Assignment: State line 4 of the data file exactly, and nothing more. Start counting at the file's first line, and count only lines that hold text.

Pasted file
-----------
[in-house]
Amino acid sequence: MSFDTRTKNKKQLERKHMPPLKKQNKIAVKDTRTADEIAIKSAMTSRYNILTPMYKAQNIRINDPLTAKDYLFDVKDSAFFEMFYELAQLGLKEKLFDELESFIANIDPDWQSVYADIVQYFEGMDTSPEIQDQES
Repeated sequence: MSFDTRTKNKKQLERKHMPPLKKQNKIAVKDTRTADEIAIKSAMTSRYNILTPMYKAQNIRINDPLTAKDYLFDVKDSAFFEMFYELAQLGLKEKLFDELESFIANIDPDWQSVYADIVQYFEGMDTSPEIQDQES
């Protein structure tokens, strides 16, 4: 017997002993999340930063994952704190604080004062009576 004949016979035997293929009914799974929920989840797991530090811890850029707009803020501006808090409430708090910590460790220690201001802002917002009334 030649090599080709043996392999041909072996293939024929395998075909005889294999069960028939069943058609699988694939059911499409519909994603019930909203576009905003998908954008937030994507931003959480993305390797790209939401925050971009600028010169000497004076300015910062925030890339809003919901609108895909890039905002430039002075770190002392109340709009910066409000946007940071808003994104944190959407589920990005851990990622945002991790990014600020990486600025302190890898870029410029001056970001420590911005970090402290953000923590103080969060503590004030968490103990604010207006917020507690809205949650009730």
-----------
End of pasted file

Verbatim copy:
């Protein structure tokens, strides 16, 4: 017997002993999340930063994952704190604080004062009576 004949016979035997293929009914799974929920989840797991530090811890850029707009803020501006808090409430708090910590460790220690201001802002917002009334 030649090599080709043996392999041909072996293939024929395998075909005889294999069960028939069943058609699988694939059911499409519909994603019930909203576009905003998908954008937030994507931003959480993305390797790209939401925050971009600028010169000497004076300015910062925030890339809003919901609108895909890039905002430039002075770190002392109340709009910066409000946007940071808003994104944190959407589920990005851990990622945002991790990014600020990486600025302190890898870029410029001056970001420590911005970090402290953000923590103080969060503590004030968490103990604010207006917020507690809205949650009730």